Hubble space telescope captures first images of Uranus auroras

Apr 16, 2012
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Hubble space telescope captures first images of Uranus auroras

The space telescope has captured some incredible images during its life in orbit. One of the most recent images the space telescope has captured is one of Uranus with an odd Aurora. The aurora in this photograph appears to be a tiny white dot. The aurora is presumed to be similar to those that occur on earth when particles from the sun interact with our magnetic field causing greenish glow.

Historically auroras on Uranus have been small and don't last long. Voyager 2 first detected Auroras on Uranus and since then attempts from Earth to re-examine the phenomenon have failed. With Uranus in the spring equinox season conditions were better to view auroras than when Voyager 2 zoomed past the planet 25 years ago.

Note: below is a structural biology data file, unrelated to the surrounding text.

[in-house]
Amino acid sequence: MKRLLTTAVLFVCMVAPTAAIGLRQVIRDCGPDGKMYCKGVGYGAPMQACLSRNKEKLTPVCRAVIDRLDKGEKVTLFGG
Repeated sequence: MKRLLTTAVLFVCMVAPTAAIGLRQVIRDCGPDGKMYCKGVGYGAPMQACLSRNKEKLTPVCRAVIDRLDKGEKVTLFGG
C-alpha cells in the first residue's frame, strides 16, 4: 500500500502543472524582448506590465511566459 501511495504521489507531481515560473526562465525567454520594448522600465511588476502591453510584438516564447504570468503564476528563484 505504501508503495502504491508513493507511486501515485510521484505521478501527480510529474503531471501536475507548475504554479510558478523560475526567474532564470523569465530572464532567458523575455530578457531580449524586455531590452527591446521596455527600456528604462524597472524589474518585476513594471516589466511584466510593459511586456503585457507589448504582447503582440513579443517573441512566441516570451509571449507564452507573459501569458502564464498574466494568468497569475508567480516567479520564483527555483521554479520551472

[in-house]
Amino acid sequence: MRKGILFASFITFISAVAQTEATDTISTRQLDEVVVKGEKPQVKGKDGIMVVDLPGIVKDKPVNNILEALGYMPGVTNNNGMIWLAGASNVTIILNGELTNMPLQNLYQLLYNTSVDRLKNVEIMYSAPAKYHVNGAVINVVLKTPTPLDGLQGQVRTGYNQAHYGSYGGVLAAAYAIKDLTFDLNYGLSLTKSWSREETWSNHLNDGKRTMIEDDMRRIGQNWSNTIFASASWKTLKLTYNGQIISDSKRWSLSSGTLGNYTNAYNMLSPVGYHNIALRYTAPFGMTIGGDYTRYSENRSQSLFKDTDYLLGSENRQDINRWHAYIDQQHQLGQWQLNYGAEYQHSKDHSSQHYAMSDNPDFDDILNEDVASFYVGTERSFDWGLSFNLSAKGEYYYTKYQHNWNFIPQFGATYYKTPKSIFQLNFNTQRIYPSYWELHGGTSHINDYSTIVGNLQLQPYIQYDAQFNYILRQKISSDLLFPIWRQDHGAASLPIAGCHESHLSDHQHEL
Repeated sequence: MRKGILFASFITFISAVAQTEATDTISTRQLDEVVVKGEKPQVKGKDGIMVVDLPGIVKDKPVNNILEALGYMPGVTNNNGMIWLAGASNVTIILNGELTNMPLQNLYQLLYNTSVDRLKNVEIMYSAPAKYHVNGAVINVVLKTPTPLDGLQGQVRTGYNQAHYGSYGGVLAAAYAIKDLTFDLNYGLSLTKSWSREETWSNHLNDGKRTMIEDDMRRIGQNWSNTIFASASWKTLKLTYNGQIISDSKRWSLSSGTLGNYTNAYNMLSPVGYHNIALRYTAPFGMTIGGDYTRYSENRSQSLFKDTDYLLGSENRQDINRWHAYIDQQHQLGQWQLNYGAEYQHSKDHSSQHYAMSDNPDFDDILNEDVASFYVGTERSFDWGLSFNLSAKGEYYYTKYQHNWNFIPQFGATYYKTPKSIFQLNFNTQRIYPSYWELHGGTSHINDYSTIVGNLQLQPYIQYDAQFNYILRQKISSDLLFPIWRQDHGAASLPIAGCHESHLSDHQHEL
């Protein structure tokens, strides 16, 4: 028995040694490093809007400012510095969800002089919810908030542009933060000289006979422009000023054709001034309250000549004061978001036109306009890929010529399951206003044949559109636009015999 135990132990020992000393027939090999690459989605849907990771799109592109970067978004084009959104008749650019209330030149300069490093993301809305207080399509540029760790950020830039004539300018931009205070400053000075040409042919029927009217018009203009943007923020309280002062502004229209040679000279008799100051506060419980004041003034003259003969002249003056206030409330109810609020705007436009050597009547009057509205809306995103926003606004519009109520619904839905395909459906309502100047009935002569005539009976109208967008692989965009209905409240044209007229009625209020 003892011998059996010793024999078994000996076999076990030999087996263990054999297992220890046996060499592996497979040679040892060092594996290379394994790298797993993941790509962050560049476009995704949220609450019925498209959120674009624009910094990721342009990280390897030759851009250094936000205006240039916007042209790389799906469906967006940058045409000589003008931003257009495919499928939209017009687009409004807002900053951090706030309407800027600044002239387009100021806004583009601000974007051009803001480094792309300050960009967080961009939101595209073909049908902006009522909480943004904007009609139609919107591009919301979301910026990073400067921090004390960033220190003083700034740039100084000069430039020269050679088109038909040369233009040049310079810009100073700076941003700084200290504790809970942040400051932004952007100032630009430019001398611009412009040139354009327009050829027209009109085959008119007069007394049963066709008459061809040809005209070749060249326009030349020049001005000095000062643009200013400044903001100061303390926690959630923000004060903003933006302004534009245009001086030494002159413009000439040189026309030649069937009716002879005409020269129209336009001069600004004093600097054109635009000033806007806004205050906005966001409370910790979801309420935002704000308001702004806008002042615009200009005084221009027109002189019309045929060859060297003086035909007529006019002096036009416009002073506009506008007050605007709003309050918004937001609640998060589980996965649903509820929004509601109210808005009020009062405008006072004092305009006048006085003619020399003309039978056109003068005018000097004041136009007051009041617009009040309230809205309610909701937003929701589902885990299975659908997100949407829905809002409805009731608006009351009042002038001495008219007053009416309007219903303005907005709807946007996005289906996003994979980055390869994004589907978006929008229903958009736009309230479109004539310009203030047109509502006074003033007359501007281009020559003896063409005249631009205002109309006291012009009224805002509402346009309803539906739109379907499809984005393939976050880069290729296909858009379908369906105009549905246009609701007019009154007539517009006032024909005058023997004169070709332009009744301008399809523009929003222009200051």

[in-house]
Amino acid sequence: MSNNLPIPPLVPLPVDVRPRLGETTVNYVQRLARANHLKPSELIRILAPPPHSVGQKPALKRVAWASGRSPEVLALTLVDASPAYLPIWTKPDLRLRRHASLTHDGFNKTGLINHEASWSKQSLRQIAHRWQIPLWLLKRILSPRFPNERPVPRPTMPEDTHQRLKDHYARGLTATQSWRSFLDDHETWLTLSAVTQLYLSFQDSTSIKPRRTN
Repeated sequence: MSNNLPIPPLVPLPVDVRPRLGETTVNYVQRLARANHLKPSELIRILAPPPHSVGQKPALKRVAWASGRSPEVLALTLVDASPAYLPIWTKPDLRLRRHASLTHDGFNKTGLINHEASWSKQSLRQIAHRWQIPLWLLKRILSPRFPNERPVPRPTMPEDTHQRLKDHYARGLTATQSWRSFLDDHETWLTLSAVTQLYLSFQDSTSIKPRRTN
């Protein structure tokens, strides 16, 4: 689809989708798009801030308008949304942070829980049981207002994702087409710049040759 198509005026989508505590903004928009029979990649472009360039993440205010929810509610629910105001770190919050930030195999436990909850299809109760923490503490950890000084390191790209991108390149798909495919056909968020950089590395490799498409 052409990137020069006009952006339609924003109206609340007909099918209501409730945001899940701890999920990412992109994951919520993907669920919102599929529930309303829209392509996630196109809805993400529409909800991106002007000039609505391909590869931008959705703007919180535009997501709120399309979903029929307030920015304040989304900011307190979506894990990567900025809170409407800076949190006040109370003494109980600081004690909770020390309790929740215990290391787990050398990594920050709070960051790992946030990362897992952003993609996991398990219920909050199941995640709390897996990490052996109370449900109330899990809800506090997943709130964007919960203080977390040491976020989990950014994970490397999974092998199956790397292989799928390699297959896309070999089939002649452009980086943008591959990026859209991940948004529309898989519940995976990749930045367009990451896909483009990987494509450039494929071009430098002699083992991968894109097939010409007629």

With charged particles hitting Uranus' atmosphere and the planets odd North Pole location the Hubble space telescope has been able to capture these two images taken last November. Astronomers believe that the tilted orientation of the planet is responsible for the odd auroras.

[via Wired]


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